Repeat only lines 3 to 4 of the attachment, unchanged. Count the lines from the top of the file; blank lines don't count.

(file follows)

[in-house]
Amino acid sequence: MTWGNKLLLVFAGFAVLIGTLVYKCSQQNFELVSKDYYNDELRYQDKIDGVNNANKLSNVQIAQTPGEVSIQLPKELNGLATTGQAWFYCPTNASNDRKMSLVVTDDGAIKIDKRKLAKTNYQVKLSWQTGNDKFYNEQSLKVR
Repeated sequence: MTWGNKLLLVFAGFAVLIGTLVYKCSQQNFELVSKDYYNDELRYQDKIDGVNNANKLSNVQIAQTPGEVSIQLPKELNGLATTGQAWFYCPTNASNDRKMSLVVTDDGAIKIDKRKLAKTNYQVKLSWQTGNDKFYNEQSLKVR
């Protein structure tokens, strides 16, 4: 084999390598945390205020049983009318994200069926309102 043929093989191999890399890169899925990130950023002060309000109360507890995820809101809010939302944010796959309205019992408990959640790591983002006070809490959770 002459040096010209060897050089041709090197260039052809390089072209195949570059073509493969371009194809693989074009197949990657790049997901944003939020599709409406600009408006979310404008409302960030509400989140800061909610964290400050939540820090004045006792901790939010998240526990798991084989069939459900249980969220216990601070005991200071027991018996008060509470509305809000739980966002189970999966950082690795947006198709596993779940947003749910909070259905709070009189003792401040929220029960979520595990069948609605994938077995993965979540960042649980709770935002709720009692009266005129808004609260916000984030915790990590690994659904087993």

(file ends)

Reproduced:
Repeated sequence: MTWGNKLLLVFAGFAVLIGTLVYKCSQQNFELVSKDYYNDELRYQDKIDGVNNANKLSNVQIAQTPGEVSIQLPKELNGLATTGQAWFYCPTNASNDRKMSLVVTDDGAIKIDKRKLAKTNYQVKLSWQTGNDKFYNEQSLKVR
């Protein structure tokens, strides 16, 4: 084999390598945390205020049983009318994200069926309102 043929093989191999890399890169899925990130950023002060309000109360507890995820809101809010939302944010796959309205019992408990959640790591983002006070809490959770 002459040096010209060897050089041709090197260039052809390089072209195949570059073509493969371009194809693989074009197949990657790049997901944003939020599709409406600009408006979310404008409302960030509400989140800061909610964290400050939540820090004045006792901790939010998240526990798991084989069939459900249980969220216990601070005991200071027991018996008060509470509305809000739980966002189970999966950082690795947006198709596993779940947003749910909070259905709070009189003792401040929220029960979520595990069948609605994938077995993965979540960042649980709770935002709720009692009266005129808004609260916000984030915790990590690994659904087993």